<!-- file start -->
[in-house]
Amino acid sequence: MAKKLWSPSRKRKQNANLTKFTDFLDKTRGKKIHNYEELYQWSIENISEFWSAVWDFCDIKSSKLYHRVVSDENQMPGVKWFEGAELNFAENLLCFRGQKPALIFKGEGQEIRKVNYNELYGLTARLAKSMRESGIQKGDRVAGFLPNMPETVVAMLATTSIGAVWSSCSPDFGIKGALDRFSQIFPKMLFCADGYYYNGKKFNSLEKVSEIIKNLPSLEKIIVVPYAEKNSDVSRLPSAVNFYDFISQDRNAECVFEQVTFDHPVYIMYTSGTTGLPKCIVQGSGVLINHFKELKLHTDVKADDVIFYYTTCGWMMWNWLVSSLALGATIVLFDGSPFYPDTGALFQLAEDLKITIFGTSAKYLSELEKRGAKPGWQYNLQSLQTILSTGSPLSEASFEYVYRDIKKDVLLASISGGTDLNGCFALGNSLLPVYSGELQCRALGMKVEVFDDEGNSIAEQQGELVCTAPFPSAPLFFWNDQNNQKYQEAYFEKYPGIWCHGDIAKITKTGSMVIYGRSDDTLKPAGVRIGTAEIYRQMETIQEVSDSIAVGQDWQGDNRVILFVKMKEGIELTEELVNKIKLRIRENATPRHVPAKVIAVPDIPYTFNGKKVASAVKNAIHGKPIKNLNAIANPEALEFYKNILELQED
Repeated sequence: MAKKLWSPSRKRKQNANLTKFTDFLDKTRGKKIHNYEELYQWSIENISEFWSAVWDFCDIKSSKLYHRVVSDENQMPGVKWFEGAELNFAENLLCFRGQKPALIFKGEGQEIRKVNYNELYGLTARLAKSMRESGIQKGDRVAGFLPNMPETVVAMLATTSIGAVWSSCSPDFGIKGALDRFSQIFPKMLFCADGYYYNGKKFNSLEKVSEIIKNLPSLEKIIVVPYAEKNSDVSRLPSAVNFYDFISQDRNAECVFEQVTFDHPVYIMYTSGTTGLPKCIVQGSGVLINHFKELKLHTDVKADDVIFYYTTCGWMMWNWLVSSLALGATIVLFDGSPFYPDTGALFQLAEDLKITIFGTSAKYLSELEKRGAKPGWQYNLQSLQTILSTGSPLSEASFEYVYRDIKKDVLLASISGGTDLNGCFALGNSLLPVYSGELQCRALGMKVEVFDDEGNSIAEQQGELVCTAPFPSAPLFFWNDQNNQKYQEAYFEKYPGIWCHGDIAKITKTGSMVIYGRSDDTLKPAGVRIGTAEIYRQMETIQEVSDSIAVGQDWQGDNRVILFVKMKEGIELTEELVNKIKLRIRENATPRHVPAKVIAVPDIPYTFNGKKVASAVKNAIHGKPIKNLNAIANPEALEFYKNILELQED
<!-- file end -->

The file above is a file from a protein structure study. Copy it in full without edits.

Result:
[in-house]
Amino acid sequence: MAKKLWSPSRKRKQNANLTKFTDFLDKTRGKKIHNYEELYQWSIENISEFWSAVWDFCDIKSSKLYHRVVSDENQMPGVKWFEGAELNFAENLLCFRGQKPALIFKGEGQEIRKVNYNELYGLTARLAKSMRESGIQKGDRVAGFLPNMPETVVAMLATTSIGAVWSSCSPDFGIKGALDRFSQIFPKMLFCADGYYYNGKKFNSLEKVSEIIKNLPSLEKIIVVPYAEKNSDVSRLPSAVNFYDFISQDRNAECVFEQVTFDHPVYIMYTSGTTGLPKCIVQGSGVLINHFKELKLHTDVKADDVIFYYTTCGWMMWNWLVSSLALGATIVLFDGSPFYPDTGALFQLAEDLKITIFGTSAKYLSELEKRGAKPGWQYNLQSLQTILSTGSPLSEASFEYVYRDIKKDVLLASISGGTDLNGCFALGNSLLPVYSGELQCRALGMKVEVFDDEGNSIAEQQGELVCTAPFPSAPLFFWNDQNNQKYQEAYFEKYPGIWCHGDIAKITKTGSMVIYGRSDDTLKPAGVRIGTAEIYRQMETIQEVSDSIAVGQDWQGDNRVILFVKMKEGIELTEELVNKIKLRIRENATPRHVPAKVIAVPDIPYTFNGKKVASAVKNAIHGKPIKNLNAIANPEALEFYKNILELQED
Repeated sequence: MAKKLWSPSRKRKQNANLTKFTDFLDKTRGKKIHNYEELYQWSIENISEFWSAVWDFCDIKSSKLYHRVVSDENQMPGVKWFEGAELNFAENLLCFRGQKPALIFKGEGQEIRKVNYNELYGLTARLAKSMRESGIQKGDRVAGFLPNMPETVVAMLATTSIGAVWSSCSPDFGIKGALDRFSQIFPKMLFCADGYYYNGKKFNSLEKVSEIIKNLPSLEKIIVVPYAEKNSDVSRLPSAVNFYDFISQDRNAECVFEQVTFDHPVYIMYTSGTTGLPKCIVQGSGVLINHFKELKLHTDVKADDVIFYYTTCGWMMWNWLVSSLALGATIVLFDGSPFYPDTGALFQLAEDLKITIFGTSAKYLSELEKRGAKPGWQYNLQSLQTILSTGSPLSEASFEYVYRDIKKDVLLASISGGTDLNGCFALGNSLLPVYSGELQCRALGMKVEVFDDEGNSIAEQQGELVCTAPFPSAPLFFWNDQNNQKYQEAYFEKYPGIWCHGDIAKITKTGSMVIYGRSDDTLKPAGVRIGTAEIYRQMETIQEVSDSIAVGQDWQGDNRVILFVKMKEGIELTEELVNKIKLRIRENATPRHVPAKVIAVPDIPYTFNGKKVASAVKNAIHGKPIKNLNAIANPEALEFYKNILELQED